Our Customer Success Managers frequently attend site visits to catch up with our clients and explore ways they can make progress with using OpenAsset. In this blog, Alex Cesarini recaps his trip to visit some of our Boston-based clients.
A couple of weeks ago, I was fortunate enough to be able to visit one of our Country’s most historical cities. If you’re familiar with the story that Boston tells, it is one of independence, change, and innovation, most frequently through architecture. My trip followed a similar theme, which continued into many of the meetings I attended with OpenAsset users. During my time there, I met with a wide variety of clients that are impacting architectural development within Boston and across the world. Elkus Manfredi is a client who is working on a number of projects that will soon change the skyline of lower Boston. Similarly, SAFDIE has contributed to the incredible new Jewel that greets visitors to Singapore Airport. Other clients that I visited over a busy three days included: Shepley Bulfinch; Wilson Butler; Nitsch Engineering; ArrowStreet; Payette; SMMA; Tsoi Kobus Design; HMFH Architects; and Bergmeyer Associates.
During my visit, one of our clients said that “OpenAsset tells the story of our company, from start to finish.” To me, that was such a great goal for us as a company to be able to contribute to, but also for a client to work towards. For this firm, their DAM represents all of the hard work their team puts into projects, reflecting the independence, change, and innovation we see everyday in architecture all over the world. Another firm I met with uses this same mentality to onboard new employees and educate them about the firm’s project history, covering what could otherwise take months or years to learn and visualize.
Another theme that emerged from my meetings with Boston-based clients is how OpenAsset can be an essential tool to help companies retain their identity while they undergo significant changes, such as mergers or acquisitions. A meeting with one client led us to evaluate their original goals for using OpenAsset. While they had at times struggled with aspects of their implementation, the process of going through a merger had led them to reevaluate some of their broader strategic goals. In our meeting, we discussed some of the challenges they faced and how accomplishing some small goals can be the best way to accomplish your larger goals. Using OpenAsset will help them to keep their sense of identity as a Boston-based firm, while they embark on a fresh start as a “new” company.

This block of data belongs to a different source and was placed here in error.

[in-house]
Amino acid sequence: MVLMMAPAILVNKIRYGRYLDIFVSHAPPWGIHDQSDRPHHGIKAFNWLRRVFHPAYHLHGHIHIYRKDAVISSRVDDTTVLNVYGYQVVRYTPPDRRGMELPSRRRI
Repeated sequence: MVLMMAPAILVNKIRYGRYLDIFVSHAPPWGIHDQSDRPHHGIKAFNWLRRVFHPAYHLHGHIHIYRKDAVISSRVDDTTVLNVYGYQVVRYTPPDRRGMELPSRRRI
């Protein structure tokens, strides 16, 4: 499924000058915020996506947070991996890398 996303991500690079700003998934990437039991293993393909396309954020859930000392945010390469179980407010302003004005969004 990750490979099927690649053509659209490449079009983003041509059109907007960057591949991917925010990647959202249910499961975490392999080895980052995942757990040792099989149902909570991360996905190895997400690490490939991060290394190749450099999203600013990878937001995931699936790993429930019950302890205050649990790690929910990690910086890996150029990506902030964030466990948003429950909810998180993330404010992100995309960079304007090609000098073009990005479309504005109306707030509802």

Going onsite with different clients, especially given their range of sizes, industries, and specializations, one would think that the challenges they face in managing images might be wildly diverse, but I found that wasn’t always the case. It was interesting to learn that a common theme for certain companies was their use of administrator tools such as group permissions, and the configuration of their ranks and access levels. It isn’t the case that it is particularly hard to manage or configure these tools, but rather the way they are used can evolve over time. As each company continues to grow and change, OpenAsset has become more of a company-wide tool used by people outside of the team that originally found it valuable.
During our meetings, this led us to discuss questions like: “Who should be able to see construction photos?”, “Who should have access to our event photos?”, “What should we rank photos that we use most frequently but might not be from a photographer?”. These questions required us to really think through clients’ needs and the solutions varied according to what goals OpenAsset was helping to achieve. Safe to say, I think we found solutions to all of them. With that being said, it is often a comforting feeling to know that others struggle in areas that you might struggle with. The really good news is that is what we are here for. Please do not hesitate to share with us your goals and ask of better ways to achieve them; that is what makes our days bright and it’s what we are here for.
As a native New Yorker, I truly loved the city of Boston and felt privileged to meet some of the people who have contributed to the architecture and culture that make it what it is. A trip for the books. Thank you, Boston! And I waited until the Amtrak made it’s way out of Boston till I put my Yankee hat back on!